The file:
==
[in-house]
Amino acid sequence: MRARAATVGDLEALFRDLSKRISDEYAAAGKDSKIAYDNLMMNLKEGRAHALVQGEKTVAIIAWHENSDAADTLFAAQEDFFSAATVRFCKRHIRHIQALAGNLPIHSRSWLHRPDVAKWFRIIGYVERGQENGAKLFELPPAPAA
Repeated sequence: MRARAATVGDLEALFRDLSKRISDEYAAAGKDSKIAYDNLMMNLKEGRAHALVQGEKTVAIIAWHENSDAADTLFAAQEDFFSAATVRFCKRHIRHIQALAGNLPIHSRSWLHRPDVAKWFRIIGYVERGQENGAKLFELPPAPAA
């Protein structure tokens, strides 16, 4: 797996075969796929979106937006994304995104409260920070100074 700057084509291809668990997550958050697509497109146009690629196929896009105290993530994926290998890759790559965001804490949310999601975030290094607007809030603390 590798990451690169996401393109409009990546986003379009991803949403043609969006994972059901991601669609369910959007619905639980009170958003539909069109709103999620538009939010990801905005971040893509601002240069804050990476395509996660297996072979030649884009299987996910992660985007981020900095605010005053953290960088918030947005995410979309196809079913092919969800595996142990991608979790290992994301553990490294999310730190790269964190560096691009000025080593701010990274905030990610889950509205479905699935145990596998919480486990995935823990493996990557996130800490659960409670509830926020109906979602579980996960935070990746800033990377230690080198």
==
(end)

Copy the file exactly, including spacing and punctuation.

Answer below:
[in-house]
Amino acid sequence: MRARAATVGDLEALFRDLSKRISDEYAAAGKDSKIAYDNLMMNLKEGRAHALVQGEKTVAIIAWHENSDAADTLFAAQEDFFSAATVRFCKRHIRHIQALAGNLPIHSRSWLHRPDVAKWFRIIGYVERGQENGAKLFELPPAPAA
Repeated sequence: MRARAATVGDLEALFRDLSKRISDEYAAAGKDSKIAYDNLMMNLKEGRAHALVQGEKTVAIIAWHENSDAADTLFAAQEDFFSAATVRFCKRHIRHIQALAGNLPIHSRSWLHRPDVAKWFRIIGYVERGQENGAKLFELPPAPAA
């Protein structure tokens, strides 16, 4: 797996075969796929979106937006994304995104409260920070100074 700057084509291809668990997550958050697509497109146009690629196929896009105290993530994926290998890759790559965001804490949310999601975030290094607007809030603390 590798990451690169996401393109409009990546986003379009991803949403043609969006994972059901991601669609369910959007619905639980009170958003539909069109709103999620538009939010990801905005971040893509601002240069804050990476395509996660297996072979030649884009299987996910992660985007981020900095605010005053953290960088918030947005995410979309196809079913092919969800595996142990991608979790290992994301553990490294999310730190790269964190560096691009000025080593701010990274905030990610889950509205479905699935145990596998919480486990995935823990493996990557996130800490659960409670509830926020109906979602579980996960935070990746800033990377230690080198």